Upon writing HTTP data from computer system 201 to computer system 202 over HTTP POST 231, computer system 201 writes a block of bytes into outgoing message 211 (e.g., a frame). Outgoing message 211 is then forwarded to framing output pump 203. Since HTTP hides the underlying TCP flow control, there is a need to provide flow control over the HTTP abstraction. Framing output pump 203 controls the data rate of HTTP data to convert outgoing message 211 into throttled pipe stream 212.

In some embodiments, framing output pump 203 is configured to map multiple write operations from upstream into a frame if they occur within a specified duration, such as, for example, some number of milliseconds. Framing output pump 203 may therefore accept multiple outgoing messages and form a frame that's then handed to throttled pipe stream 212. Throttled pipe stream 212 allows the delivery of these preassembled frames into the outgoing HTTP stream at a rate that's decoupled from the upstream writes. However, throttled pipe stream 212 can block accepting more frames once the TCP flow control underlying HTTP starts back-pressuring into the pump that pushes the data onto the network. When the congestion eases, the data will be pushed out of throttled pipe stream 212 at a higher rate which, in turn, unblocks the framing pump above it.

A buffer pump can be situated between framing output pump 203 and framing input pump 204. The buffer pump is configured to move blocks of bytes from one stream to the next. For example, the buffer pump can flush data from throttled pipe stream 212 (e.g., over a network) out to Web request stream 213. Web request stream 213 is forwarded to framing input pump 204. Framing input pump 204 converts incoming Web request stream 213 into pipe stream 214 for delivery to computer system 202.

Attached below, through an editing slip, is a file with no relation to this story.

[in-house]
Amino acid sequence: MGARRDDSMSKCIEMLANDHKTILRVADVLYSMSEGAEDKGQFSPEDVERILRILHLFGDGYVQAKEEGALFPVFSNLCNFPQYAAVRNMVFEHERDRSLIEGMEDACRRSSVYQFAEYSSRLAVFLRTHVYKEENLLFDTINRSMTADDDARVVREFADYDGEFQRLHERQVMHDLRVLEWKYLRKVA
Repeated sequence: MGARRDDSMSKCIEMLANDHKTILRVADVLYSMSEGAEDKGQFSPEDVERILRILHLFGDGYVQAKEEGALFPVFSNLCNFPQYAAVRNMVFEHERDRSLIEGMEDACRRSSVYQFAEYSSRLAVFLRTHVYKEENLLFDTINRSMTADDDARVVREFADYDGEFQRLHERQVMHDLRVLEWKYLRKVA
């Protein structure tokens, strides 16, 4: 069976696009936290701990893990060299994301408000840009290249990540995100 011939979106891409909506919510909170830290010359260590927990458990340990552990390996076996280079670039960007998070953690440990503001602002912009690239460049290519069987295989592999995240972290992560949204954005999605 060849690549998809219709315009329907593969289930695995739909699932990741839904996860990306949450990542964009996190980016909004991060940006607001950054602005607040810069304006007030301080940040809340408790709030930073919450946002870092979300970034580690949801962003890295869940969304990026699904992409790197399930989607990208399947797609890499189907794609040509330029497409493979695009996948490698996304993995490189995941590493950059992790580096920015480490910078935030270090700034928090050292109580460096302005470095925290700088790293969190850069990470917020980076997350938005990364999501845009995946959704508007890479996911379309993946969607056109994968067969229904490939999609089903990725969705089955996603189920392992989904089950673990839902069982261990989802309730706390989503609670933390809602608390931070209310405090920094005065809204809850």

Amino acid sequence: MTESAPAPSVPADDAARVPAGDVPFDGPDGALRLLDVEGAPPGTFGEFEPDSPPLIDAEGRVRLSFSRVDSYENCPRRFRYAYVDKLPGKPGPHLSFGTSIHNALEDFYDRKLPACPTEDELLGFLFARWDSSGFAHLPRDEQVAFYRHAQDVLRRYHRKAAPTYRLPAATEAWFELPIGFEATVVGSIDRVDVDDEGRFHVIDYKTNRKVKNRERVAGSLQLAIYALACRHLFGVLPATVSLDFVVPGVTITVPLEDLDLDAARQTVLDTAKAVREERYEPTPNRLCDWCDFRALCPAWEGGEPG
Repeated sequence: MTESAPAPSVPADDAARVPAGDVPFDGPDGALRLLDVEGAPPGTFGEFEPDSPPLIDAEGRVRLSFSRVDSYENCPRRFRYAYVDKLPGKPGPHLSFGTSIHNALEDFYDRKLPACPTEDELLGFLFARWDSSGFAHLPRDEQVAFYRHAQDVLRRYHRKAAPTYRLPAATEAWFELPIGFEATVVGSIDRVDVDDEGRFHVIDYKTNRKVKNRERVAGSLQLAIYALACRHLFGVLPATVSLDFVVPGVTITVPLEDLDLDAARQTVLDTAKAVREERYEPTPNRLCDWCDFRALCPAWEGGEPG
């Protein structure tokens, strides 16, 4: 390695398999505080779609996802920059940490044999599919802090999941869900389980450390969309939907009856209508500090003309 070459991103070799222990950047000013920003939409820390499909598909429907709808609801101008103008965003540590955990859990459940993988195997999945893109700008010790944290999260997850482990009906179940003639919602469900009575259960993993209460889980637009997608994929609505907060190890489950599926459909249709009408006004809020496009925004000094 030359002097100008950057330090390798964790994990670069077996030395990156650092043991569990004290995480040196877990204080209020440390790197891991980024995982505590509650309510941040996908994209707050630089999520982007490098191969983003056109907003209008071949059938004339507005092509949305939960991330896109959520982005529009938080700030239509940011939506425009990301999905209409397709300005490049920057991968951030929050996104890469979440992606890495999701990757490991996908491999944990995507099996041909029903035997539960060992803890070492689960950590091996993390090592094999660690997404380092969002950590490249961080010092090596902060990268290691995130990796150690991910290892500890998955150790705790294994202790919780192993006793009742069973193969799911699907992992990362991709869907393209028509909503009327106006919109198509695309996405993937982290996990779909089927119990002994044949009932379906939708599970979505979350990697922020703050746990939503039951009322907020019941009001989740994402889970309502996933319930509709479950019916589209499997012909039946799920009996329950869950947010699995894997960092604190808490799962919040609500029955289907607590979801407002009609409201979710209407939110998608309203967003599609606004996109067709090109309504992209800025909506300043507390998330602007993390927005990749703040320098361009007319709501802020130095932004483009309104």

Similarly, upon writing HTTP data from computer system 202 to computer system 201 over HTTP GET 232, computer system 202 writes a block of bytes into outgoing message 219 (e.g., a frame). Outgoing message 219 is then forwarded to framing output pump 206. Since HTTP hides the underlying TCP flow control, there is a need to provide flow control over the HTTP abstraction. Framing output pump 206 controls the data rate of HTTP data to convert outgoing message 219 into throttled pipe stream 218.

A buffer pump can be situated between framing output pump 206 and framing input pump 207. The buffer pump is configured to move blocks of bytes from one stream to the next. For example, the buffer pump can flush data from throttled pipe stream 218 (e.g., over a network) out to Web response stream 217. Web response stream 217 is forwarded to framing input pump 207. Framing input pump 207 converts incoming Web response stream 217 into pipe stream 216 for delivery to computer system 201.

One or more of the framing output pump 203 and framing input pump 204 can be configured to send small amounts of data over HTTP POST 231 when other data is not detected for a specified period time. The specified period of time can be set to less than an HTTP request timeout time. As such, sending the small amount of data can be used to simulate the transfer of data from computer system 201 to computer system 202. Thus, HTTP POST 231 appears active to intermediaries even when computer system 201 is not actually writing data to HTTP POST 231. Accordingly, the intermediaries are likely to continue to allocate resources to keep HTTP POST 231 alive.